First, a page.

An Aussie Magpie (They about as big as a fryer chicken and not to be messed with)
It has come to my attention that my dream of being able to write at a pace that would keep up with amount of data I am taking in is both overwhelming and impossible.
My brain works on stories and tries to tie things together. I tend to sit on a story for a long time. Remember when I told you I once spent two years working on a chuck box and most of that was planning? Well, I caught myself trying to write stories in my head with out actually writing anything. This way of thinking has turned my thoughts into a jumbled mess.
In the past 60 days of traveling I have not written nearly enough. I need to be getting more out of my head. Thus, I have decided to change the way my blog works for me.
This blog is for the folks interested in following our journey through my eyes and folks wanting to know what it may be like to travel the world with wife and kids. I have discovered it needs to be for me first and foremost because my memory is crap.
I have notebooks of what I see, hear, and experience on our travels. These notes are not pretty. They don’t say more than a few words about a topic or subject. I wouldn’t want anyone to try to decipher what I had jotted down in the back of a bouncing car. Future blog posts will contain some of these ramblings.
Please think of this as more of a journal from now on or until I change my mind again. The information I’m trying to hold on to is too great. If I don’t log it, it will escape me.
This is still my photos and all that. I’m just looking to increase the posted information. I may, from time to time, surprise you with longer stories with more depth.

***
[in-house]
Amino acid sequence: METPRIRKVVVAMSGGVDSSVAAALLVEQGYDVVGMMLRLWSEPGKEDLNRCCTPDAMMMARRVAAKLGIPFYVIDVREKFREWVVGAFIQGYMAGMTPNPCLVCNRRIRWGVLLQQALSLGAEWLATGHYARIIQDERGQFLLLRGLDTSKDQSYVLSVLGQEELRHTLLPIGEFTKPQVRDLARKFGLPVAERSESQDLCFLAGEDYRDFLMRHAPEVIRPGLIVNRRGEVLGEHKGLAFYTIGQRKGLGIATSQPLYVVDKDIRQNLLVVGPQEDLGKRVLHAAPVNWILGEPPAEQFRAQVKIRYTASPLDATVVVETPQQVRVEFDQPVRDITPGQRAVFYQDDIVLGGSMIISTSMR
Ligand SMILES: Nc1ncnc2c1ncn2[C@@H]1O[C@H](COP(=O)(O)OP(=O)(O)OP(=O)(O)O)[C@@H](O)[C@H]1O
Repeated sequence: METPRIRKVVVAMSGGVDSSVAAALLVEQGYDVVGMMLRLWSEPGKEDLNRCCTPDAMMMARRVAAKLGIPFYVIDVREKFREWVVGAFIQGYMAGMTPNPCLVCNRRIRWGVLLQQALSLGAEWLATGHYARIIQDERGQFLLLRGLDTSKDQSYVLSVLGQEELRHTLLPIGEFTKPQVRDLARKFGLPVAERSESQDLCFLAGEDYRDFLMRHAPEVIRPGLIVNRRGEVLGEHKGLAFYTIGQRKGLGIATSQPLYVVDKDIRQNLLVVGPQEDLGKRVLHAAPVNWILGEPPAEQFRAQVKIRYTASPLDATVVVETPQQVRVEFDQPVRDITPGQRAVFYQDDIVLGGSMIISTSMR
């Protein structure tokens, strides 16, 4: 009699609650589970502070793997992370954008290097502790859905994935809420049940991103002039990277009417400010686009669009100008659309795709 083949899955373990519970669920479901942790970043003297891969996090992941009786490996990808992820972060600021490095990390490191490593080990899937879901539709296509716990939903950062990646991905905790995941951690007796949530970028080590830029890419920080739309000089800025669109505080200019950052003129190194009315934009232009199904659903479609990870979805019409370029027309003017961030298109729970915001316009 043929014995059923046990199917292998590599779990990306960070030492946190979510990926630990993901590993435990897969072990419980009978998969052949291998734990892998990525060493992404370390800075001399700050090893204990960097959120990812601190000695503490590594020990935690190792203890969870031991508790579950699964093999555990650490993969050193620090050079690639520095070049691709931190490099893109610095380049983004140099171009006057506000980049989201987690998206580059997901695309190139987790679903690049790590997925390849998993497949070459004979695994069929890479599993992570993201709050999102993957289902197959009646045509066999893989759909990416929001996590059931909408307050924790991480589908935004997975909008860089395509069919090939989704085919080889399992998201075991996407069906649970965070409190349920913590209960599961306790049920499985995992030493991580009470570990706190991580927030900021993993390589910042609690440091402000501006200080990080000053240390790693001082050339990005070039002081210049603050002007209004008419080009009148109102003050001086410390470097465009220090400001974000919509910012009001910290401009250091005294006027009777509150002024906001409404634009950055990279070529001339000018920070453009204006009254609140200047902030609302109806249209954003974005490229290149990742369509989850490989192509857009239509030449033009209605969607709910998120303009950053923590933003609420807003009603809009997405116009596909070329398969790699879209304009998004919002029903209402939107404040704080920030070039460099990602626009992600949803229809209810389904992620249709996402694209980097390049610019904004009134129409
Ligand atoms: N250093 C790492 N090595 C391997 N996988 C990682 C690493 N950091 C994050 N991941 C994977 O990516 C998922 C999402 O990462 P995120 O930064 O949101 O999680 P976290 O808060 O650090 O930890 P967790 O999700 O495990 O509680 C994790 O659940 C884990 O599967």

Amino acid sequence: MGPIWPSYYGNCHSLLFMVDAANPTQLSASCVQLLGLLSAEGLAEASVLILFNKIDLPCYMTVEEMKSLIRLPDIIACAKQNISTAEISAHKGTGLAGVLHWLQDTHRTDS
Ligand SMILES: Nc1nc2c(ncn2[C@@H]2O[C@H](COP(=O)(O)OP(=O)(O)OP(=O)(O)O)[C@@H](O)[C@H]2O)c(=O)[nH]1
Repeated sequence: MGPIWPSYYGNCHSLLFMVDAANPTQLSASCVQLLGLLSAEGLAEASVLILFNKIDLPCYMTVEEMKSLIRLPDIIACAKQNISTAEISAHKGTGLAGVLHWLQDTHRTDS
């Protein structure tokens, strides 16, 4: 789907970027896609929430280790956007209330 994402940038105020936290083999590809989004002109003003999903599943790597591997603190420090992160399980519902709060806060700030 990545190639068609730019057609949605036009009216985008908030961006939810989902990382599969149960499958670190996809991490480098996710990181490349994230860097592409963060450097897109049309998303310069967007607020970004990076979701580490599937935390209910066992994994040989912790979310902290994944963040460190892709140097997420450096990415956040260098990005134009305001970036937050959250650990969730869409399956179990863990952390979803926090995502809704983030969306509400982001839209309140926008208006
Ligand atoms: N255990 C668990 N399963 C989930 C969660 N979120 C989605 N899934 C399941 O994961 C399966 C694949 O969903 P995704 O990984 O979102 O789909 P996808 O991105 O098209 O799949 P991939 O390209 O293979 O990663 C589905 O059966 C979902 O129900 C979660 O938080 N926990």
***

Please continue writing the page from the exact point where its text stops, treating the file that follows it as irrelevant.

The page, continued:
The Australian Magpie is known for “swooping” during the spring breeding season. so mush so that the cyclist wear helmets with zip ties sticking out all over. This technique makes you look like a porcupine head.
I first thought the young cyclist had forgotten to remove the decorations from her helmet since a recent parade. Not so. Apparently, the Magpies will swoop so mush so that there are signs up in parks warning folks that this is a thing and that the damage can be pretty horrible. Loss of eye and or cuts on head and ears happen quite frequently. In other words they are total ***holes.
But wait, there’s more. The Magpies have friends called Butcher Birds. Smaller and slightly different in coloring. Both are black and white but the Butcher has a full white apron. Butchers also like to swoop. (Well there’s another sentence that I didn’t know I would write.)
We lucked out and didn’t have any issues and survived the spring. Back home I think this would be called a “hunting season” but the Magpie is a protected bird in Australia. In that case there should be free helmet or umbrella (they work to protect you as well) stands all around.